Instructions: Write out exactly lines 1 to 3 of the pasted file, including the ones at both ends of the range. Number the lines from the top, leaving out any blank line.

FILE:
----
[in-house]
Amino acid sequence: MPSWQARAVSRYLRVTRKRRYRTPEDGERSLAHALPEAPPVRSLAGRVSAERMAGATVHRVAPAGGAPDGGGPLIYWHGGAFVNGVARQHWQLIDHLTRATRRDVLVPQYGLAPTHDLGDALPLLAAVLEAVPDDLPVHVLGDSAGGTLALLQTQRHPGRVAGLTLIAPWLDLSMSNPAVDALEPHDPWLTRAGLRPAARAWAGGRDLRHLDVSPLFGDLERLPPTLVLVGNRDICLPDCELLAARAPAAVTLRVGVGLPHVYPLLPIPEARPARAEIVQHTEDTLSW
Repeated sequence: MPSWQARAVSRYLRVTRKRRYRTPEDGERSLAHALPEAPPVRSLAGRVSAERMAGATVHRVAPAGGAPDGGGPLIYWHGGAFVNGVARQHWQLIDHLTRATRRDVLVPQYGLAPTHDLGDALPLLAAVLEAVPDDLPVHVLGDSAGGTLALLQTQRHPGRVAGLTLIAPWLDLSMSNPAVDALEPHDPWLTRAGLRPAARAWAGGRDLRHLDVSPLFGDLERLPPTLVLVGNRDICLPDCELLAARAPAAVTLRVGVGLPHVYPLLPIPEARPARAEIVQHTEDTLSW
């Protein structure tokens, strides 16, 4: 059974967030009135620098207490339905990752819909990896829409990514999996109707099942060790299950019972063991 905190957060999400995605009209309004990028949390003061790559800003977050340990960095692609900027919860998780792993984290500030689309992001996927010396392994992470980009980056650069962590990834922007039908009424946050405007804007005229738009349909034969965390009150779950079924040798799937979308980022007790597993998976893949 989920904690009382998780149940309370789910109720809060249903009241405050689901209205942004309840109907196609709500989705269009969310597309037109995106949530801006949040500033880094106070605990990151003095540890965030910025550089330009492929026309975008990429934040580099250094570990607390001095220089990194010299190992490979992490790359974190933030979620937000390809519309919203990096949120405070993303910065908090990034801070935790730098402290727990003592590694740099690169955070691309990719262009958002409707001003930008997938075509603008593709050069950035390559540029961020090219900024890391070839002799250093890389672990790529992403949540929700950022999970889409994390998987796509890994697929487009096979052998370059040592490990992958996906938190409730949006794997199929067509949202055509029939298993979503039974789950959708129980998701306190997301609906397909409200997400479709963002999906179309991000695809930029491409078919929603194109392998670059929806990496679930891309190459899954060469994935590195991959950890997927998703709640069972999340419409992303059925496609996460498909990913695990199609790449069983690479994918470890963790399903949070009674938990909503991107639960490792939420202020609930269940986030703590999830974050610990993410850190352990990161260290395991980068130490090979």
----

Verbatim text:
[in-house]
Amino acid sequence: MPSWQARAVSRYLRVTRKRRYRTPEDGERSLAHALPEAPPVRSLAGRVSAERMAGATVHRVAPAGGAPDGGGPLIYWHGGAFVNGVARQHWQLIDHLTRATRRDVLVPQYGLAPTHDLGDALPLLAAVLEAVPDDLPVHVLGDSAGGTLALLQTQRHPGRVAGLTLIAPWLDLSMSNPAVDALEPHDPWLTRAGLRPAARAWAGGRDLRHLDVSPLFGDLERLPPTLVLVGNRDICLPDCELLAARAPAAVTLRVGVGLPHVYPLLPIPEARPARAEIVQHTEDTLSW
Repeated sequence: MPSWQARAVSRYLRVTRKRRYRTPEDGERSLAHALPEAPPVRSLAGRVSAERMAGATVHRVAPAGGAPDGGGPLIYWHGGAFVNGVARQHWQLIDHLTRATRRDVLVPQYGLAPTHDLGDALPLLAAVLEAVPDDLPVHVLGDSAGGTLALLQTQRHPGRVAGLTLIAPWLDLSMSNPAVDALEPHDPWLTRAGLRPAARAWAGGRDLRHLDVSPLFGDLERLPPTLVLVGNRDICLPDCELLAARAPAAVTLRVGVGLPHVYPLLPIPEARPARAEIVQHTEDTLSW